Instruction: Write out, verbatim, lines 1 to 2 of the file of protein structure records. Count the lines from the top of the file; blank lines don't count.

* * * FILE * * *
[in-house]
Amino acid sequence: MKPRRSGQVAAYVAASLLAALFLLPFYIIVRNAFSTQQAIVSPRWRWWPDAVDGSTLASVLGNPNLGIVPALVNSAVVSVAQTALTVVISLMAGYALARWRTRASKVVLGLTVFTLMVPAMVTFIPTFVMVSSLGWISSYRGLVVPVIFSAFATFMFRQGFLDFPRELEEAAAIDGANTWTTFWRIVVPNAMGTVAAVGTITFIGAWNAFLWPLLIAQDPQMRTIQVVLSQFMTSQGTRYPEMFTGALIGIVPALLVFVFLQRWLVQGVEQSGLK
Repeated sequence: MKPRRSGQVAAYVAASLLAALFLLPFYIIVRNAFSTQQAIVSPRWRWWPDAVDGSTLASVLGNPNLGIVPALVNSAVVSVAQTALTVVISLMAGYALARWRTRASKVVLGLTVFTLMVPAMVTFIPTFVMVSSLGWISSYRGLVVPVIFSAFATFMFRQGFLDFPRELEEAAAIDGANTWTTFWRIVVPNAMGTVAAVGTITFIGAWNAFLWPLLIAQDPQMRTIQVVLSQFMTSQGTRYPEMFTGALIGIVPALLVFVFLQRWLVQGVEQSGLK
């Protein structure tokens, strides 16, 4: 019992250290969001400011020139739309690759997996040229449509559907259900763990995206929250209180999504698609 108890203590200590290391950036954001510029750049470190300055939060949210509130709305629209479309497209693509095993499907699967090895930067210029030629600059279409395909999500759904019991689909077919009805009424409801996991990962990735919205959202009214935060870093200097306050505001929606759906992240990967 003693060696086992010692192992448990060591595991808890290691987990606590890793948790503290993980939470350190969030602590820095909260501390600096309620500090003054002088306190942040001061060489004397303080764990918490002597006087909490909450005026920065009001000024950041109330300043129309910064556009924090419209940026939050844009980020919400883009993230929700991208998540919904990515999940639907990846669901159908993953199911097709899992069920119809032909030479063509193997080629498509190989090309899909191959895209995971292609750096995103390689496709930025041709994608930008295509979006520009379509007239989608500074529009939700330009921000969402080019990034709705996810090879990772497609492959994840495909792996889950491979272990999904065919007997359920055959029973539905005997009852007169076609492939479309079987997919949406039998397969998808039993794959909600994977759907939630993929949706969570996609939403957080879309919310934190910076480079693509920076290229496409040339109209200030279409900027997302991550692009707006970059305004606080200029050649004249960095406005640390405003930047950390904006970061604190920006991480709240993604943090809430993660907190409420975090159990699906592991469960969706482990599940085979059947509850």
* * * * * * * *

[in-house]
Amino acid sequence: MKPRRSGQVAAYVAASLLAALFLLPFYIIVRNAFSTQQAIVSPRWRWWPDAVDGSTLASVLGNPNLGIVPALVNSAVVSVAQTALTVVISLMAGYALARWRTRASKVVLGLTVFTLMVPAMVTFIPTFVMVSSLGWISSYRGLVVPVIFSAFATFMFRQGFLDFPRELEEAAAIDGANTWTTFWRIVVPNAMGTVAAVGTITFIGAWNAFLWPLLIAQDPQMRTIQVVLSQFMTSQGTRYPEMFTGALIGIVPALLVFVFLQRWLVQGVEQSGLK